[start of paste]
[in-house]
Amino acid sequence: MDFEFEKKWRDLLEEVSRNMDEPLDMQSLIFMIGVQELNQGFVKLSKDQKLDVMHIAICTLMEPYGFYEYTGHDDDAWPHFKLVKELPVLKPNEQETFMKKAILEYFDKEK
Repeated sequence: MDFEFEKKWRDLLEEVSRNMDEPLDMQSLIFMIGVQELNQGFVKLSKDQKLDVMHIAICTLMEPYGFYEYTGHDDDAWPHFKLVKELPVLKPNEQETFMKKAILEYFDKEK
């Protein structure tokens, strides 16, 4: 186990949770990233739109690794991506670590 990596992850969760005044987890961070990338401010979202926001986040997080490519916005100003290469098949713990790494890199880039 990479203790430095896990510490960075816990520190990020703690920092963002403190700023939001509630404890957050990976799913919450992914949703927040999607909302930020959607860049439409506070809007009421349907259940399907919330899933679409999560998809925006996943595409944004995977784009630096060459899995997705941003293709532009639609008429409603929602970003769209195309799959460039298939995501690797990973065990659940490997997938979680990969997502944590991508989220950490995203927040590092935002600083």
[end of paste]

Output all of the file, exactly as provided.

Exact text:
[in-house]
Amino acid sequence: MDFEFEKKWRDLLEEVSRNMDEPLDMQSLIFMIGVQELNQGFVKLSKDQKLDVMHIAICTLMEPYGFYEYTGHDDDAWPHFKLVKELPVLKPNEQETFMKKAILEYFDKEK
Repeated sequence: MDFEFEKKWRDLLEEVSRNMDEPLDMQSLIFMIGVQELNQGFVKLSKDQKLDVMHIAICTLMEPYGFYEYTGHDDDAWPHFKLVKELPVLKPNEQETFMKKAILEYFDKEK
């Protein structure tokens, strides 16, 4: 186990949770990233739109690794991506670590 990596992850969760005044987890961070990338401010979202926001986040997080490519916005100003290469098949713990790494890199880039 990479203790430095896990510490960075816990520190990020703690920092963002403190700023939001509630404890957050990976799913919450992914949703927040999607909302930020959607860049439409506070809007009421349907259940399907919330899933679409999560998809925006996943595409944004995977784009630096060459899995997705941003293709532009639609008429409603929602970003769209195309799959460039298939995501690797990973065990659940490997997938979680990969997502944590991508989220950490995203927040590092935002600083």